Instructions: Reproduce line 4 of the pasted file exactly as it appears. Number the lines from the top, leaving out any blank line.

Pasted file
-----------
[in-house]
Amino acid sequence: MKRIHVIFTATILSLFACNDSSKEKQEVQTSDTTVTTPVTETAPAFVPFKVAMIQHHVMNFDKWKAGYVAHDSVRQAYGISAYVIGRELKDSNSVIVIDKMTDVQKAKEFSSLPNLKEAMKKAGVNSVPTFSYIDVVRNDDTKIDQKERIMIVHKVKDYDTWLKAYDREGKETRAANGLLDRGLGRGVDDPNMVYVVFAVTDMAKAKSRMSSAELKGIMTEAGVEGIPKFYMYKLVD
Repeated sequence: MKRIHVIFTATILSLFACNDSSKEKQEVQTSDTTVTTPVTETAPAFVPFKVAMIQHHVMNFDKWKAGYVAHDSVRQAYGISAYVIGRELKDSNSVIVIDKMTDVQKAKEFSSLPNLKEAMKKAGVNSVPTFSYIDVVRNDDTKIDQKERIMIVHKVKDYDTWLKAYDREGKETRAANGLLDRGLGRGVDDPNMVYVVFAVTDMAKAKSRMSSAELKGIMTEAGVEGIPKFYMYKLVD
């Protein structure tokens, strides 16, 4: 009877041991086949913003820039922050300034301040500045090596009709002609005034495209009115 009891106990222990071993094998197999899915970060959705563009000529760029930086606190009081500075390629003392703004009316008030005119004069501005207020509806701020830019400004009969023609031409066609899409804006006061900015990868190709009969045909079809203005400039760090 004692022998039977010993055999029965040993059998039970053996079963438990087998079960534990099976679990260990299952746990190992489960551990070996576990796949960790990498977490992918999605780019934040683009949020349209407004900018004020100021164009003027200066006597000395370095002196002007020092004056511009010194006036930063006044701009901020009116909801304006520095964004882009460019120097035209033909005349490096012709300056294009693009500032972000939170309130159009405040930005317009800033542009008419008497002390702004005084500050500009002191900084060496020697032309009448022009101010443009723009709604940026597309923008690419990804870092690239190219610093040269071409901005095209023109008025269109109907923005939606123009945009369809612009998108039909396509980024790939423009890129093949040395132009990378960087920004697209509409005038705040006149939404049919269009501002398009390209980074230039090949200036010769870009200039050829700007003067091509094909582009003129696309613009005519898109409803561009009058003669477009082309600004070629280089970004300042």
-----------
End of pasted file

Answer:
């Protein structure tokens, strides 16, 4: 009877041991086949913003820039922050300034301040500045090596009709002609005034495209009115 009891106990222990071993094998197999899915970060959705563009000529760029930086606190009081500075390629003392703004009316008030005119004069501005207020509806701020830019400004009969023609031409066609899409804006006061900015990868190709009969045909079809203005400039760090 004692022998039977010993055999029965040993059998039970053996079963438990087998079960534990099976679990260990299952746990190992489960551990070996576990796949960790990498977490992918999605780019934040683009949020349209407004900018004020100021164009003027200066006597000395370095002196002007020092004056511009010194006036930063006044701009901020009116909801304006520095964004882009460019120097035209033909005349490096012709300056294009693009500032972000939170309130159009405040930005317009800033542009008419008497002390702004005084500050500009002191900084060496020697032309009448022009101010443009723009709604940026597309923008690419990804870092690239190219610093040269071409901005095209023109008025269109109907923005939606123009945009369809612009998108039909396509980024790939423009890129093949040395132009990378960087920004697209509409005038705040006149939404049919269009501002398009390209980074230039090949200036010769870009200039050829700007003067091509094909582009003129696309613009005519898109409803561009009058003669477009082309600004070629280089970004300042």